Thawar and Vandal worked on a film for 14 years to portray Salam’s life.
“We, two unknown, young and high-minded filmmakers, were hopeful and eager to do important and historic work,” Thawer said. The film manages to entertain as well as inform. Collecting, finding and transporting these images took a lot of time and energy, and we spent almost two years compiling them.
Thawar and Vandal also interviewed people who have never been on camera before. One of them is Professor Salam’s secretary at the ICTP Center.
Thawer says the family was very welcoming and allowed him to turn the notebook page by page and retrieve old family photos and movies:
“When more than a decade has passed on the project, people are eager to be part of your journey and cooperate with you.”

Ahmed Salam, Salam’s eldest son, talks about his father’s life in the film and says of the documentary: “It’s a unique film. It is the film of two very committed and loyal young people who wanted to tell this unique story to their 200 million compatriots. “Most people haven’t heard of Abdul Salam.”
The scenes in the film depict unfamiliar aspects of Salaam’s personality. His former colleagues in the research community talk about his habits and reveal where all these new ideas come from, such strange and sometimes very important theories that eventually won him the Nobel Prize in Physics.
Ahmad calls his father very loyal and says that one day Abdul Salam immediately needed a shirt. The store that provided it to him on time, went to the same store for clothes for the rest of his life.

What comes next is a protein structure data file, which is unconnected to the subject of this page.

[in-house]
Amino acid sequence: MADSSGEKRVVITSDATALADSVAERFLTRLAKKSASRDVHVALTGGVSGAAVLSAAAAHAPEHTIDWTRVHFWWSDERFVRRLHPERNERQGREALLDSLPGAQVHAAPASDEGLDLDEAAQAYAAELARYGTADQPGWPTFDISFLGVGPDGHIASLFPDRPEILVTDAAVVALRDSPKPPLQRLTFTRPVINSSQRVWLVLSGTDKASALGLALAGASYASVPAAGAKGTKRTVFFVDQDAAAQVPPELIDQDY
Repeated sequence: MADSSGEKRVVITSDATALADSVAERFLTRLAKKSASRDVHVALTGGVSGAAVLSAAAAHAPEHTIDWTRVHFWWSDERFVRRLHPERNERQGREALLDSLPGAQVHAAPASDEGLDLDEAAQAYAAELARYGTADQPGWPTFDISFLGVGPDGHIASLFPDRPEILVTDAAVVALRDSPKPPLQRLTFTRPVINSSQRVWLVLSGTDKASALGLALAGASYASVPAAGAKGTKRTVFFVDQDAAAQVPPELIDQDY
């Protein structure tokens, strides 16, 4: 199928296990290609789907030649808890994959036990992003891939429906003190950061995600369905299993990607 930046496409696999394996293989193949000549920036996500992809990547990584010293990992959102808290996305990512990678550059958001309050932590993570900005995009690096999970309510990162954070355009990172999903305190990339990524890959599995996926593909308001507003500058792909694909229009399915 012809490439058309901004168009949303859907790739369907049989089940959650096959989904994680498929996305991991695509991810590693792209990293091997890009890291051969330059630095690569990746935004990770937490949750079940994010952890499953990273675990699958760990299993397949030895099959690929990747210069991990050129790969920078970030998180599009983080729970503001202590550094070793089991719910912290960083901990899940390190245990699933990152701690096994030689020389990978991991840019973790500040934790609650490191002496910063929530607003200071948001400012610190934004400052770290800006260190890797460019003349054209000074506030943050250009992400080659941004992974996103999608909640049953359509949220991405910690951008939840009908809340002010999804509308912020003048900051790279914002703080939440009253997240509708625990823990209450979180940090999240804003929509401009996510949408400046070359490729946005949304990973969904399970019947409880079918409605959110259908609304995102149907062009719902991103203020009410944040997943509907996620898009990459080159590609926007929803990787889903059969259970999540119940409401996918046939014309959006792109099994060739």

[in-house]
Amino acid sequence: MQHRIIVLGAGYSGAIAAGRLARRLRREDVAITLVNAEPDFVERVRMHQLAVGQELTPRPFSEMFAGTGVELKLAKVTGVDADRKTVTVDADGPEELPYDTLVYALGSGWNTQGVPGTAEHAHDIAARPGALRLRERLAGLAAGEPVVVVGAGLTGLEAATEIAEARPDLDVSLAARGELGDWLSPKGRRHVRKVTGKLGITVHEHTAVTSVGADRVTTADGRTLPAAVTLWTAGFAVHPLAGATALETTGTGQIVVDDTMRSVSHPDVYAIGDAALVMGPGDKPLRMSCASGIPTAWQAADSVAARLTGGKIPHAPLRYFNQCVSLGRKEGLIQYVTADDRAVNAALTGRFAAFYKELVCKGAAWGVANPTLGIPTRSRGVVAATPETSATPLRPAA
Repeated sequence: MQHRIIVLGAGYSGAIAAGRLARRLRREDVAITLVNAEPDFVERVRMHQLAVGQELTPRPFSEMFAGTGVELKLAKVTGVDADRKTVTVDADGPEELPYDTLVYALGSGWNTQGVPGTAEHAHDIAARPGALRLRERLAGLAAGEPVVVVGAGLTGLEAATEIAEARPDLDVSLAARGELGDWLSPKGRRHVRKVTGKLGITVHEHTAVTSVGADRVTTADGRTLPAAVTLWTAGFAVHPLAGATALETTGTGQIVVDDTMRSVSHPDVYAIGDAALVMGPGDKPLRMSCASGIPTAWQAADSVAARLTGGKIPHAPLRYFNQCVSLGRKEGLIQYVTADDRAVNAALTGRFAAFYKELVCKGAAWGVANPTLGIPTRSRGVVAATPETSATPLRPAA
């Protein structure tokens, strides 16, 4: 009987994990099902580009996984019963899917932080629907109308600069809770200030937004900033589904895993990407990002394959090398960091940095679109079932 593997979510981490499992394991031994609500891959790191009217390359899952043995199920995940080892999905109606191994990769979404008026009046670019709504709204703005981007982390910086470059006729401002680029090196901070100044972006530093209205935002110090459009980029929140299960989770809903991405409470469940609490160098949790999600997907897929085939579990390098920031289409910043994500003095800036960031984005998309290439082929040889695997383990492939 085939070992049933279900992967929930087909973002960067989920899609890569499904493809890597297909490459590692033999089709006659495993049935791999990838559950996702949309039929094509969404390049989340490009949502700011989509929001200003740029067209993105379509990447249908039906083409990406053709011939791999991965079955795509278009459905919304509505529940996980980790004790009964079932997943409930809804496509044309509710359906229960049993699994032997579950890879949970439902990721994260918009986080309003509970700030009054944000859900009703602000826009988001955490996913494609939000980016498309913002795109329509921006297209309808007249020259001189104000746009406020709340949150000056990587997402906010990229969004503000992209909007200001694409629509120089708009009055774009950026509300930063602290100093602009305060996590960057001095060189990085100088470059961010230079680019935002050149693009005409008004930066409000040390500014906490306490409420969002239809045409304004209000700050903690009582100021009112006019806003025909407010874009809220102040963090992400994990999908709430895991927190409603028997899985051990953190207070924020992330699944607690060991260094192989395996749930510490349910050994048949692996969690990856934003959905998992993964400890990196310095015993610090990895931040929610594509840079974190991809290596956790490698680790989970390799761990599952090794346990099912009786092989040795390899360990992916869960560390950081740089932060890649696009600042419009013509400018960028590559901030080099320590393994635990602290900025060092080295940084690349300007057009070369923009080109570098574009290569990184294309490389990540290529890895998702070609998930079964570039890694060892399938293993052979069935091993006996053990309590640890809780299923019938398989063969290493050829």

But Ahmad also says that despite all efforts, the filmmakers have not revealed some parts of his father’s life:
“The film revolves around Pakistan, so there is no chance to talk about the arrogance and greed of the developed countries against the developing countries.”
Thawer believes that the importance of the film is now greater than they thought when it was made:
“At first we felt that this story had to be told, in order to inspire the children of our country, also because the Nobel Prize in Physics has not been praised by Muslims and should be recognized by the people, but by our work. Over the years, the situation of religious minorities in Pakistan has worsened and so has the situation in the Indian subcontinent, as the importance of this story has increased.
The growing fear of Islam in the Western world has also made this documentary more important, Thawar says, because the success of a Muslim shows that he also has knowledge in which the share of Muslims is very small.
Abdul Salam’s son, Ahmad, says his father encouraged developing countries to secure the future of their economies by investing in knowledge and technology, thereby accelerating and sustaining their growth with the support of developed countries. She is still alive years later.